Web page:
How costly is child care?

Kijong Kim | August 26, 2010

You may already know that women’s workforce participation has increased and gender wage gaps have been closing gradually, although we still have a long way to go. Work-life balance can be costly, and raising children is rewarding yet financially challenging.

A new report by the congressional Joint Economic Committee gives an excellent description on the status of women and challenges they have faced in the labor market over the last 25 years (ht to Catherine Rampell at Economix).

As a researcher of the care economy, I couldn’t help noticing the following two graphics. First, Figure 10 in the original report:

The opportunity cost of being a stay-at-home mom is high and grows as time goes by at the rate of 1.34 percent a year! Imagine how much worse off the family will be in 30 years with all the forgone income,  savings, and smaller social security checks to receive after retirement, and so on.

Some of you may claim that it was their deliberate choice to stay at home, so the society should not come to the rescue. Well, if Paris Hilton becomes mom and decide to stay at home to take care of her kids, she probable won’t need any social support other than occasional photo-shoot opportunities to upkeep her celebrity status. For most of us with less financial freedom than Ms. Hilton, however, the choice may have been in part forced by lack of affordable quality care.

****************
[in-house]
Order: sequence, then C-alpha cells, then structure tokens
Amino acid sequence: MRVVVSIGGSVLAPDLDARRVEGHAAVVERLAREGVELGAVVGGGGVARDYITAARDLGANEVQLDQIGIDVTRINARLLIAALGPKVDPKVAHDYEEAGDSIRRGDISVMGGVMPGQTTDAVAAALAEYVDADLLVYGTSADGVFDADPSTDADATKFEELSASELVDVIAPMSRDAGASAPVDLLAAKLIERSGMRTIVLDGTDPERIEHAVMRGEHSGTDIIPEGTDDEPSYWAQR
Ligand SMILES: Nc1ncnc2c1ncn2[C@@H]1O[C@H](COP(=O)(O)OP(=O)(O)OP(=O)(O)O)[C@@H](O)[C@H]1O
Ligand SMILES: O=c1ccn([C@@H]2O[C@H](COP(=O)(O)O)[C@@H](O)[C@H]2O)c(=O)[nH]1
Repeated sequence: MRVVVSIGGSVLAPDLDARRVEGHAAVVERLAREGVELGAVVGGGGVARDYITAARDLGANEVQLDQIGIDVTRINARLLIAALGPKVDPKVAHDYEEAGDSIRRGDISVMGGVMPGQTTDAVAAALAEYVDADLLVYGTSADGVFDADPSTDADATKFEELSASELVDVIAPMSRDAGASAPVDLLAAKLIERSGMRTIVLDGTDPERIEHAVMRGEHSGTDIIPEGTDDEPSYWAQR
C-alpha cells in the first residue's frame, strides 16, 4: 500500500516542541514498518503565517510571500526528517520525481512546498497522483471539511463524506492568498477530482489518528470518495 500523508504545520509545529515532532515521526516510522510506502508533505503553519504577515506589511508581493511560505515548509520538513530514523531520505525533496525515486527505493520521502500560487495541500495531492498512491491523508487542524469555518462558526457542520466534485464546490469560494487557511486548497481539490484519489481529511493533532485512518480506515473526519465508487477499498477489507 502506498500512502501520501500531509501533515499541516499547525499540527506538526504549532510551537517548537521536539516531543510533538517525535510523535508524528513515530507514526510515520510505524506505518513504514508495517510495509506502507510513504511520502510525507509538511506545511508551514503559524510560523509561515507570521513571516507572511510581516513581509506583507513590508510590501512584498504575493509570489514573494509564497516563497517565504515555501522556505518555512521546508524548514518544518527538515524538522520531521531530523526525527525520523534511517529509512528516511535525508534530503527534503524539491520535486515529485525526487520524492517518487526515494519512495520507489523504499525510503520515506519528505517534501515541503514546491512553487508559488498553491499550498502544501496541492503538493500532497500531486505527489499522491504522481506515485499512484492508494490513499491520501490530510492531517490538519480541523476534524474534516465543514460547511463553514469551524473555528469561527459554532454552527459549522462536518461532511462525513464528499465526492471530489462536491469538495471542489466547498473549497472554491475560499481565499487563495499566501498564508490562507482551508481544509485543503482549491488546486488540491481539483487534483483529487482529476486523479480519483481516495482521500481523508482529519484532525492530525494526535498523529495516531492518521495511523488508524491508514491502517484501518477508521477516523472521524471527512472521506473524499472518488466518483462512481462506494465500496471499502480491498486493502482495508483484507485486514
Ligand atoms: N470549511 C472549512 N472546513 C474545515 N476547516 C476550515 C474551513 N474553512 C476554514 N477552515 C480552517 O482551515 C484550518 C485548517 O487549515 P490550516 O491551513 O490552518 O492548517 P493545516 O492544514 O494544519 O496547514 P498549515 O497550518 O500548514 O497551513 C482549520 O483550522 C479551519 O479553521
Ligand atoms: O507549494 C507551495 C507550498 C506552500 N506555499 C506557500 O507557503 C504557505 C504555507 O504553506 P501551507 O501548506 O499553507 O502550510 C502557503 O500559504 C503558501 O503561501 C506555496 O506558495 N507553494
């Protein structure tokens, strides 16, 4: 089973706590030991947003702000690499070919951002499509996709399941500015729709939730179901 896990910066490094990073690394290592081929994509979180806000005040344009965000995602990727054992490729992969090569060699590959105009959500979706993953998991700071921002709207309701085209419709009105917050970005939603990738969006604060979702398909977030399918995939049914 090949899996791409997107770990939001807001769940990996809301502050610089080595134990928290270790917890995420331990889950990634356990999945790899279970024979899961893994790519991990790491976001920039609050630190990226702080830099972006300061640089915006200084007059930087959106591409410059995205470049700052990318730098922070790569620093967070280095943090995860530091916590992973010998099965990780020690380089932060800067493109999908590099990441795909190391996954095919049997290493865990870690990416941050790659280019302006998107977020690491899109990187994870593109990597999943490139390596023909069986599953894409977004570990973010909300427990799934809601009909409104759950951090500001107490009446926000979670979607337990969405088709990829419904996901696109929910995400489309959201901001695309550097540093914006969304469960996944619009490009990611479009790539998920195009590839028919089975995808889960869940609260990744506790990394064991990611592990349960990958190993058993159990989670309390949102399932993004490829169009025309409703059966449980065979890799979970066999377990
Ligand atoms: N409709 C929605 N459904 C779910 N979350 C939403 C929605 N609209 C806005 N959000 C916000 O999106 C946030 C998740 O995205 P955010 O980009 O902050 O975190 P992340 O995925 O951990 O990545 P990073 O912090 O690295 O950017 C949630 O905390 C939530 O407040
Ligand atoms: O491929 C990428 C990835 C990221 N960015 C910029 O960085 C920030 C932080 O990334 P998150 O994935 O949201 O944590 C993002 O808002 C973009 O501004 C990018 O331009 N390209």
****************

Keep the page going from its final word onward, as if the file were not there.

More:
Speaking of costs, Figure 15 shows how unequal child care expenses are distributed across families with different income levels:

Looking at the costs as a share of family income, I wonder: how in the world can a mom can keep her job and send her kids to day-care, unless society provides support? Having kids appears to be one of the traps of poverty!

To address the inequalities of care burden, one solution is to expand social care provision and make it universal, if possible (universal care does not mean one is forced to join the system by law). It will not only free many, many women from the costly choice and burden, but offer jobs to many of them in the care economy, as my colleagues and I have proposed.

P.S. One question for readers:  what is a better way to internalize the positive externalities of raising the productive citizens of tomorrow, let alone ensuring the survival of human species? (I think funding NASA projects sort of fits in the question – cutting edge technology development and its spillovers, for instance the Temperpedic mattress, and the search for another habitable planet.)

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